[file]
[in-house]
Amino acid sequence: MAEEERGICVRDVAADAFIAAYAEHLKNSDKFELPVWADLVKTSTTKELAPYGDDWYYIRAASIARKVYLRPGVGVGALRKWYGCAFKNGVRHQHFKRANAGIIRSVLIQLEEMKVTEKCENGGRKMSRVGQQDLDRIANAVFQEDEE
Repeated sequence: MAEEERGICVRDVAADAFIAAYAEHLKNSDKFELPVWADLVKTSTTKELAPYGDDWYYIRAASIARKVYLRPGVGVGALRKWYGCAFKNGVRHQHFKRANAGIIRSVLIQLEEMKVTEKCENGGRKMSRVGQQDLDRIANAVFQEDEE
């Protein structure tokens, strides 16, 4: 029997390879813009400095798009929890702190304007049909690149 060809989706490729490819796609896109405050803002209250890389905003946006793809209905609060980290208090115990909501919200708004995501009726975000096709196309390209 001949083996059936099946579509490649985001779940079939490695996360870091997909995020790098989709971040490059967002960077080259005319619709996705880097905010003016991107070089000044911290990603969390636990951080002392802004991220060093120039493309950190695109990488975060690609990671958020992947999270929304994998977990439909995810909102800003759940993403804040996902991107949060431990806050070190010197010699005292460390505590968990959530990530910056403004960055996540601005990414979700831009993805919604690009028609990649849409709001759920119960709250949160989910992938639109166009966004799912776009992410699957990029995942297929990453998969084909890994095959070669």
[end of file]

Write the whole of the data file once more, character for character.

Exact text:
[in-house]
Amino acid sequence: MAEEERGICVRDVAADAFIAAYAEHLKNSDKFELPVWADLVKTSTTKELAPYGDDWYYIRAASIARKVYLRPGVGVGALRKWYGCAFKNGVRHQHFKRANAGIIRSVLIQLEEMKVTEKCENGGRKMSRVGQQDLDRIANAVFQEDEE
Repeated sequence: MAEEERGICVRDVAADAFIAAYAEHLKNSDKFELPVWADLVKTSTTKELAPYGDDWYYIRAASIARKVYLRPGVGVGALRKWYGCAFKNGVRHQHFKRANAGIIRSVLIQLEEMKVTEKCENGGRKMSRVGQQDLDRIANAVFQEDEE
């Protein structure tokens, strides 16, 4: 029997390879813009400095798009929890702190304007049909690149 060809989706490729490819796609896109405050803002209250890389905003946006793809209905609060980290208090115990909501919200708004995501009726975000096709196309390209 001949083996059936099946579509490649985001779940079939490695996360870091997909995020790098989709971040490059967002960077080259005319619709996705880097905010003016991107070089000044911290990603969390636990951080002392802004991220060093120039493309950190695109990488975060690609990671958020992947999270929304994998977990439909995810909102800003759940993403804040996902991107949060431990806050070190010197010699005292460390505590968990959530990530910056403004960055996540601005990414979700831009993805919604690009028609990649849409709001759920119960709250949160989910992938639109166009966004799912776009992410699957990029995942297929990453998969084909890994095959070669």